A new Military Times poll shows that active-duty service members' opinions of President Trump continue to drop, while Democratic nominee Joe Biden enjoys a lead among the traditionally conservative demographic.
The poll, conducted earlier in August before either political party held its convention, appears to contradict the president's frequent boasts that members of the military favor him because of defense budget increases, his alleged tough stance on international terrorist organizations and his promises to decrease the presence of U.S. troops overseas.
Military Times polling has in fact shown a steady decline in active-duty troops' opinion of their commander in chief over the course of his term. The latest round — a survey of more than 1,000 troops — found that 49.9% hold an unfavorable view of the president, and 42% said they "strongly" disapprove of Trump's time in office. About 38% of respondents say they hold a favorable view of Trump. (The poll had a 2% margin of error.)
The results also found that 43.1% of troops surveyed said they would vote for Biden if the election were held today, as opposed to 37.4% who said that they would vote to re-elect Trump. About 12.8% of respondents said they would vote third-party, and 9% said they would not vote at all.
A May 2016 Military Times survey of active-duty troops showed Trump beating Democratic opponent Hillary Clinton by better than a 2-to-1 margin.
But Trump's latest poor favorability rating further extends a trend across his term: In a Military Times poll from late 2019, Trump's "favorable" rating was about 42%. That was down from the start of his term, when the president rated 46% favorable and 37% unfavorable.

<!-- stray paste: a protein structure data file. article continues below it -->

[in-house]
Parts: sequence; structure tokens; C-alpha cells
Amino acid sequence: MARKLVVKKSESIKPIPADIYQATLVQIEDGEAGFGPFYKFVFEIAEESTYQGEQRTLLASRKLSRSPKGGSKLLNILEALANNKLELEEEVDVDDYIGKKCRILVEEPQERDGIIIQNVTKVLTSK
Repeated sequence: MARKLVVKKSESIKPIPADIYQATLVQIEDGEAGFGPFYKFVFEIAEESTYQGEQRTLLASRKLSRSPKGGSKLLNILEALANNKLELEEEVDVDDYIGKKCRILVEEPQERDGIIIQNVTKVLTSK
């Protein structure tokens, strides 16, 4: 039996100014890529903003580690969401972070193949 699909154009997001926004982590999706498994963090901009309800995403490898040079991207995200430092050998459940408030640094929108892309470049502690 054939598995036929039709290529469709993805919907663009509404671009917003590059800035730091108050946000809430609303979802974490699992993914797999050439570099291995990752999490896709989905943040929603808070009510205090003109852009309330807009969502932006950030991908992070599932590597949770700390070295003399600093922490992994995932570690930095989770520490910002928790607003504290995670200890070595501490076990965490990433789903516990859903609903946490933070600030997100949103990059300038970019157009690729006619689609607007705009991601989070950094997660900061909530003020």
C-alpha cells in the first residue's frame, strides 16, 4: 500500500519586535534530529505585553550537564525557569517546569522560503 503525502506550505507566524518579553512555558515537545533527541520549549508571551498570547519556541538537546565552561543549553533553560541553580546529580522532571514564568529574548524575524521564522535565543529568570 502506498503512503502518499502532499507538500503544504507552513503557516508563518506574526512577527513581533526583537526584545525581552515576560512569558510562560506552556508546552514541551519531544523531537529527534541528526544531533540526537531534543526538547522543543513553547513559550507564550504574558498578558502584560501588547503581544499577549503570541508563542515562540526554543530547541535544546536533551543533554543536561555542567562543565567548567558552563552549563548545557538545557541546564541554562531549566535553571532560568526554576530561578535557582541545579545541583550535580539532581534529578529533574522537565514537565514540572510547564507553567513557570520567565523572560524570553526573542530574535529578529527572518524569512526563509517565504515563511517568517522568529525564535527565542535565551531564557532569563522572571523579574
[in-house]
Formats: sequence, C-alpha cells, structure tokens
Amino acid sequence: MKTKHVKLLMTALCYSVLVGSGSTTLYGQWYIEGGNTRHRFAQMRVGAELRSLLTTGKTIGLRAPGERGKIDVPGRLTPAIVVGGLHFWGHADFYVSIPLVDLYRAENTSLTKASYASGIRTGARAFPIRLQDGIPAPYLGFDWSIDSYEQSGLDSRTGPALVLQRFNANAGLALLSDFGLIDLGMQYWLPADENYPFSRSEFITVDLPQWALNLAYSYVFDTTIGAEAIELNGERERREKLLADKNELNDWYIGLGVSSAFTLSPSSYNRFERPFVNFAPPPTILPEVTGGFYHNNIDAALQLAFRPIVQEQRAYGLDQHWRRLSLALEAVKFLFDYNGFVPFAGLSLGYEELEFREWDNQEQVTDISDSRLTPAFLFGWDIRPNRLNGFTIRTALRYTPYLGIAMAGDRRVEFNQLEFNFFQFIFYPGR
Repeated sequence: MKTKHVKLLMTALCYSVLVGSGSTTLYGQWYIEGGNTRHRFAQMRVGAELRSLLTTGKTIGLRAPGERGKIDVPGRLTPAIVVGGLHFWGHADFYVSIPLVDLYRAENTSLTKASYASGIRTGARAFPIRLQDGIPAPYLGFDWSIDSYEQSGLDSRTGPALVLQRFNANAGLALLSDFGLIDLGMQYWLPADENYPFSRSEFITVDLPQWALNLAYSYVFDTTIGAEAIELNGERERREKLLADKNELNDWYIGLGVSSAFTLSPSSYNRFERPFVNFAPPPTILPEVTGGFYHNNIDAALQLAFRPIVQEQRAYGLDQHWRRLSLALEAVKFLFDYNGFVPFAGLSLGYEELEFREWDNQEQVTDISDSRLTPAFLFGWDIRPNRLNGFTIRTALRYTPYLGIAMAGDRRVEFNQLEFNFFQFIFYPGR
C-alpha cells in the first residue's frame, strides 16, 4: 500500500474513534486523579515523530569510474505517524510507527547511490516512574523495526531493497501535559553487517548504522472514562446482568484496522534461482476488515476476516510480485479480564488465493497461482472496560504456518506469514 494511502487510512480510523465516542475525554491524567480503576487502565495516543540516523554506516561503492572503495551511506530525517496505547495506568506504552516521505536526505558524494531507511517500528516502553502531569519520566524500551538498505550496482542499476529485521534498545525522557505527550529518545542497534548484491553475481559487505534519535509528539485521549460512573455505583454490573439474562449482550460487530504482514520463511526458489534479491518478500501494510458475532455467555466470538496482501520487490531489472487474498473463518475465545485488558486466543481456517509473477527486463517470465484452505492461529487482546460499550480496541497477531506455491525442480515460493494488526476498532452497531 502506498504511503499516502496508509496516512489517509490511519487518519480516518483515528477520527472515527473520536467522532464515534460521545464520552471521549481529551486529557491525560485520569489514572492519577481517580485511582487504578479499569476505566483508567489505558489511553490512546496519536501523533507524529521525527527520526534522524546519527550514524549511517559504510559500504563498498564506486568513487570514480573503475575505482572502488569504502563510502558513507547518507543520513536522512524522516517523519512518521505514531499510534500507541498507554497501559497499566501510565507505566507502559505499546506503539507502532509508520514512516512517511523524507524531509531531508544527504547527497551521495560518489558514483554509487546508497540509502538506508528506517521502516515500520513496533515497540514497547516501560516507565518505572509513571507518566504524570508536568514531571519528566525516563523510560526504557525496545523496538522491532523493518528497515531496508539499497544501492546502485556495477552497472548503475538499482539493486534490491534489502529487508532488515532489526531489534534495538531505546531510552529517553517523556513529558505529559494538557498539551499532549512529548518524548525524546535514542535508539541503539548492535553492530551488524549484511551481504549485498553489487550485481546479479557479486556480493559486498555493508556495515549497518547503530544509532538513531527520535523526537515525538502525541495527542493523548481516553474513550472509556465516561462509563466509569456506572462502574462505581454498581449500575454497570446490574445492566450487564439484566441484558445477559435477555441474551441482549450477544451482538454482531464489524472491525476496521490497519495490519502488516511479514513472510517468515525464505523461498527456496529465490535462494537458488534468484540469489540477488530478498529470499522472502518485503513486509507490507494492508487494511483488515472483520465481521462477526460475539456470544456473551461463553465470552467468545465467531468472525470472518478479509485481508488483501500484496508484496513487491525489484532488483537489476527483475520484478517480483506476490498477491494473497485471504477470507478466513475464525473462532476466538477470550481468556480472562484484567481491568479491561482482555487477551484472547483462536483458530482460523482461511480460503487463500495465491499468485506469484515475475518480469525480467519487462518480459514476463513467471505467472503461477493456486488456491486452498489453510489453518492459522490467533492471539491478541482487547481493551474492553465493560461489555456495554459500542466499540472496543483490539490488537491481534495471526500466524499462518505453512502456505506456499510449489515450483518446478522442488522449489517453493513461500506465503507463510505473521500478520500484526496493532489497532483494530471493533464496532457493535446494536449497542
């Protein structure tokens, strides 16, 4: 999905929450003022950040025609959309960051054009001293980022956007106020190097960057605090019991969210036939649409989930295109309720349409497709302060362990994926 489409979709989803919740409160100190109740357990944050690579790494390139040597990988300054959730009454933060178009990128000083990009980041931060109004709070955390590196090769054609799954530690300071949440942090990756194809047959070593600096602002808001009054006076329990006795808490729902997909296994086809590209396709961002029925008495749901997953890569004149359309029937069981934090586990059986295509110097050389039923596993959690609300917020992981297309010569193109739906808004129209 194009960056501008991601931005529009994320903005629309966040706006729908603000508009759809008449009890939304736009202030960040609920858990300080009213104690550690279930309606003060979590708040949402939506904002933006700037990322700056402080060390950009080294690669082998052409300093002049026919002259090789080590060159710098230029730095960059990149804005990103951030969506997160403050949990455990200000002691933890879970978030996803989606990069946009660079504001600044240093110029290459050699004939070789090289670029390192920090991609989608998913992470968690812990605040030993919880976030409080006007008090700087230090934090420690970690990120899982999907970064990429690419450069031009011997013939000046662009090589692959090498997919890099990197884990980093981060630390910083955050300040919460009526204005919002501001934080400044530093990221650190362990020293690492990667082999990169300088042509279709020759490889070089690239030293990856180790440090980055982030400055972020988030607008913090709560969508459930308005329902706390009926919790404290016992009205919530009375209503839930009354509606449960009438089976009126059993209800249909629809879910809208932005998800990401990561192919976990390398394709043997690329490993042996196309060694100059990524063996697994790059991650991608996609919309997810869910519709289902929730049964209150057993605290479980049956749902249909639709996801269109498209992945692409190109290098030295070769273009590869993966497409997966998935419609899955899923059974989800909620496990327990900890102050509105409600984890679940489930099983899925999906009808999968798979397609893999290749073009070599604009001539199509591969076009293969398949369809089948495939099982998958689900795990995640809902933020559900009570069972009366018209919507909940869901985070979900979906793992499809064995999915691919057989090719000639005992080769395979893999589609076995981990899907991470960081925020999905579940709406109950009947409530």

By comparison, a national Gallup Poll carried out before the political conventions found that 55% of all Americans held a negative view of the president, against 42% who viewed him positively.
A number of factors could explain the negative trend. Trump was recently reported to have ignored intelligence that Russian intelligence had placed bounties on American troops in Afghanistan. He has consistently depicted troop-deployment issues as a matter of balancing the financial ledger, complaining that long-time NATO allies don't pay enough and expressing frustration at the funds the U.S. puts towards maintaining a military presence in South Korea.
Trump has also been criticized for using the military as political pawns, such as oft-repeated his desire to stage a military parade in Washington, a move that resounds of strongman tactics in anti-democratic nations. The president's pardon of convicted Navy SEAL Eddie Gallagher also drew fire from within the military, as Trump overrode Gallagher's commanding officers and ordered the Pentagon to let him keep his SEAL Trident.
Following that pardon, Richard Spencer, who was fired as secretary of the Navy for resisting Trump's defense of Gallagher, wrote in a Washington Post op-ed that although he had personally asked the president to stay out of the case, he was overruled because Trump has "very little understanding of what it means to be in the military."